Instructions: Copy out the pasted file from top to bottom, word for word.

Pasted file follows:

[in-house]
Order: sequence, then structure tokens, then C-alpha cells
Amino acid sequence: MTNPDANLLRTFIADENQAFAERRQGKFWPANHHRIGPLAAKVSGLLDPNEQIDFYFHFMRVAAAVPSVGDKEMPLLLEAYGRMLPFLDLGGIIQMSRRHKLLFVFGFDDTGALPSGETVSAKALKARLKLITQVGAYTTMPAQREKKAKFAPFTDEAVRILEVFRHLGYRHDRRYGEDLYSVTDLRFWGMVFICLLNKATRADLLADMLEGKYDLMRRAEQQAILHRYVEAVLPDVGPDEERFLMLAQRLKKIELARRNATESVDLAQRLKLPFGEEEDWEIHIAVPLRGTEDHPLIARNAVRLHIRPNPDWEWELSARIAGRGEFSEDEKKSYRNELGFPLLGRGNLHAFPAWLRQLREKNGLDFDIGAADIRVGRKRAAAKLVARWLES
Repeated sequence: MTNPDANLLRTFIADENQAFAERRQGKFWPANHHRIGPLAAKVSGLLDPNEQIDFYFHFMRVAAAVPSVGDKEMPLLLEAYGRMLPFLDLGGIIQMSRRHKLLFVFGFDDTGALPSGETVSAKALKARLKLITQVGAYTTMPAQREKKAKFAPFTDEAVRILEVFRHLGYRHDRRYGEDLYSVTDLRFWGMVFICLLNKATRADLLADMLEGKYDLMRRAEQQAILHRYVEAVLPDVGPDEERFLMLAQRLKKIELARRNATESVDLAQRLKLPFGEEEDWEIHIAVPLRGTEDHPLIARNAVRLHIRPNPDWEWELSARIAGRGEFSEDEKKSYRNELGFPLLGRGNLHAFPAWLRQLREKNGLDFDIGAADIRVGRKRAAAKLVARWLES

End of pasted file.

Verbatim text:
[in-house]
Order: sequence, then structure tokens, then C-alpha cells
Amino acid sequence: MTNPDANLLRTFIADENQAFAERRQGKFWPANHHRIGPLAAKVSGLLDPNEQIDFYFHFMRVAAAVPSVGDKEMPLLLEAYGRMLPFLDLGGIIQMSRRHKLLFVFGFDDTGALPSGETVSAKALKARLKLITQVGAYTTMPAQREKKAKFAPFTDEAVRILEVFRHLGYRHDRRYGEDLYSVTDLRFWGMVFICLLNKATRADLLADMLEGKYDLMRRAEQQAILHRYVEAVLPDVGPDEERFLMLAQRLKKIELARRNATESVDLAQRLKLPFGEEEDWEIHIAVPLRGTEDHPLIARNAVRLHIRPNPDWEWELSARIAGRGEFSEDEKKSYRNELGFPLLGRGNLHAFPAWLRQLREKNGLDFDIGAADIRVGRKRAAAKLVARWLES
Repeated sequence: MTNPDANLLRTFIADENQAFAERRQGKFWPANHHRIGPLAAKVSGLLDPNEQIDFYFHFMRVAAAVPSVGDKEMPLLLEAYGRMLPFLDLGGIIQMSRRHKLLFVFGFDDTGALPSGETVSAKALKARLKLITQVGAYTTMPAQREKKAKFAPFTDEAVRILEVFRHLGYRHDRRYGEDLYSVTDLRFWGMVFICLLNKATRADLLADMLEGKYDLMRRAEQQAILHRYVEAVLPDVGPDEERFLMLAQRLKKIELARRNATESVDLAQRLKLPFGEEEDWEIHIAVPLRGTEDHPLIARNAVRLHIRPNPDWEWELSARIAGRGEFSEDEKKSYRNELGFPLLGRGNLHAFPAWLRQLREKNGLDFDIGAADIRVGRKRAAAKLVARWLES